Baltimore: Sac Fly City
May 7, 2014
Adam Jones and J.J. Hardy each had a sacrifice fly in Tuesday night’s 5-3 victory against the Rays, which left the Orioles tied for fifth in the American League in the category. Sac flies felt unfamiliar to me, as I tend to think of the O’s as a team that has trouble delivering the runner from third with less than two outs. I did a little digging to learn more.
I must have 2012 on the brain when it comes to sac flies. That’s the year the O’s finished last in the American League with 30 sac flies, 13 less than the league average. Otherwise, O’s players have delivered more than their fair share of sac flies regardless of whether you’re talking all-time history or recent history.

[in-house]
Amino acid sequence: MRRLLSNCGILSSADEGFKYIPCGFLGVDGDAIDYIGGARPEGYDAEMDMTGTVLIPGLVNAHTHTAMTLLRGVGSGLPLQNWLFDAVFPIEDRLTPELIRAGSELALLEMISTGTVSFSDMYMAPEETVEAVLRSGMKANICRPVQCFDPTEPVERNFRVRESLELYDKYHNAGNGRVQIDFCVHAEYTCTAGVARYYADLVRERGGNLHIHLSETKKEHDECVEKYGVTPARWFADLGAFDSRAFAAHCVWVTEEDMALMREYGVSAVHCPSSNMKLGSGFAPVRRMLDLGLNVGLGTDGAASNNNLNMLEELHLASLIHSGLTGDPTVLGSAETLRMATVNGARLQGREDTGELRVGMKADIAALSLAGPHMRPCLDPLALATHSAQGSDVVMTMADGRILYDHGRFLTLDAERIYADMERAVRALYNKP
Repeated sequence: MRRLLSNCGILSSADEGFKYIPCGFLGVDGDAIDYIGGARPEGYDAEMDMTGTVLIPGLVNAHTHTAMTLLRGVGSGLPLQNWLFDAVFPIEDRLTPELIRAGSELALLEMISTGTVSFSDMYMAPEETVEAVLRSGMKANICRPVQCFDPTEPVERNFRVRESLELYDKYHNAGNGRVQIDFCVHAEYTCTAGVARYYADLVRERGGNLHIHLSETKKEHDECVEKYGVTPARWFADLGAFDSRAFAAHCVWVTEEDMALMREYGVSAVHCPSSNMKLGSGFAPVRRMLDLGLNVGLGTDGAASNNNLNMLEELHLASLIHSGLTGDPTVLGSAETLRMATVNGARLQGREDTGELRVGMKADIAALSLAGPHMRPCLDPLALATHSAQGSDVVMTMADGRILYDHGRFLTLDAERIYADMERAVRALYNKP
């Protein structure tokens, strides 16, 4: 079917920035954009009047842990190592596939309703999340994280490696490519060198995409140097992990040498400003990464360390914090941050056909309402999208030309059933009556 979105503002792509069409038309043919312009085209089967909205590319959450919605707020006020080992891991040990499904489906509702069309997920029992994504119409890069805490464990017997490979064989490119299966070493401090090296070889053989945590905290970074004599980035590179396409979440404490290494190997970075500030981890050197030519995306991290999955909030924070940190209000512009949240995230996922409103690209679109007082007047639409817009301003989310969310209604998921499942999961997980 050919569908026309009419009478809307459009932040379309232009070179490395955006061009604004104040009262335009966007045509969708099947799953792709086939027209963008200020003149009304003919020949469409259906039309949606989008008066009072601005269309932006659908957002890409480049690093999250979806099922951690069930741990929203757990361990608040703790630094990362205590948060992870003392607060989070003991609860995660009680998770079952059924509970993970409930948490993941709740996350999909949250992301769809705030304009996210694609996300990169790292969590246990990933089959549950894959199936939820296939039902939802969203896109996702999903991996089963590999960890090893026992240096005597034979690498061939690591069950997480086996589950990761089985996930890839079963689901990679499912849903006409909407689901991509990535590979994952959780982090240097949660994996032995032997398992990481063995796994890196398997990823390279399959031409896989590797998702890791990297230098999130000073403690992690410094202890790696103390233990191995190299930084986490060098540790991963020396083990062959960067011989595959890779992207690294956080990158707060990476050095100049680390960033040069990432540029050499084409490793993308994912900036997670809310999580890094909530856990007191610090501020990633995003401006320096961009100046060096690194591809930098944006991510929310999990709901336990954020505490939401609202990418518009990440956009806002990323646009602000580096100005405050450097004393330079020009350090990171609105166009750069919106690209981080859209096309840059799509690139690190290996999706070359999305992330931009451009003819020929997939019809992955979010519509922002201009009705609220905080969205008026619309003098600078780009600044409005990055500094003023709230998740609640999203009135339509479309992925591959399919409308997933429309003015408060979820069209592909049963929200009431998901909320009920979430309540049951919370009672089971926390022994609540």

Two Orioles players are at the top of the career leader board for sac flies: Eddie Murray leads the way with 128 and Cal Ripken Jr. ranks second with 127.
Meanwhile, Bobby Bonilla posted the third-most sac flies in a single season in 1996. Bonilla’s 17 sac flies for the O’s fell just two shy of the all-time record of 19 that Gil Hodges established in 1954.
Finally, O’s players have led the A.L. in sac flies for two of the last three seasons: Matt Wieters was tops in the Junior Circuit with a dozen sac flies last season, the same total that Adam Jones reached to lead the league in 2011.
As a team, the Orioles have largely been in line with the league average for sac flies in recent seasons, with 2012 being the exception.
2013: Ranked 8th with 45 sac flies, tied with the league average.
2012: Ranked last with 30 sac flies, 13 less than the league average.
2011: Ranked 9th with 43 sac flies, two less than the league average.
2010: Ranked 7th with 45 sac flies, tied with the league average.
2009: Ranked 8th with 46 sac flies, tied with the league average.
2008: Ranked 8th with 48 sac flies, one less than the league average.
Baltimore is Sac Fly City. I wouldn't have guessed it.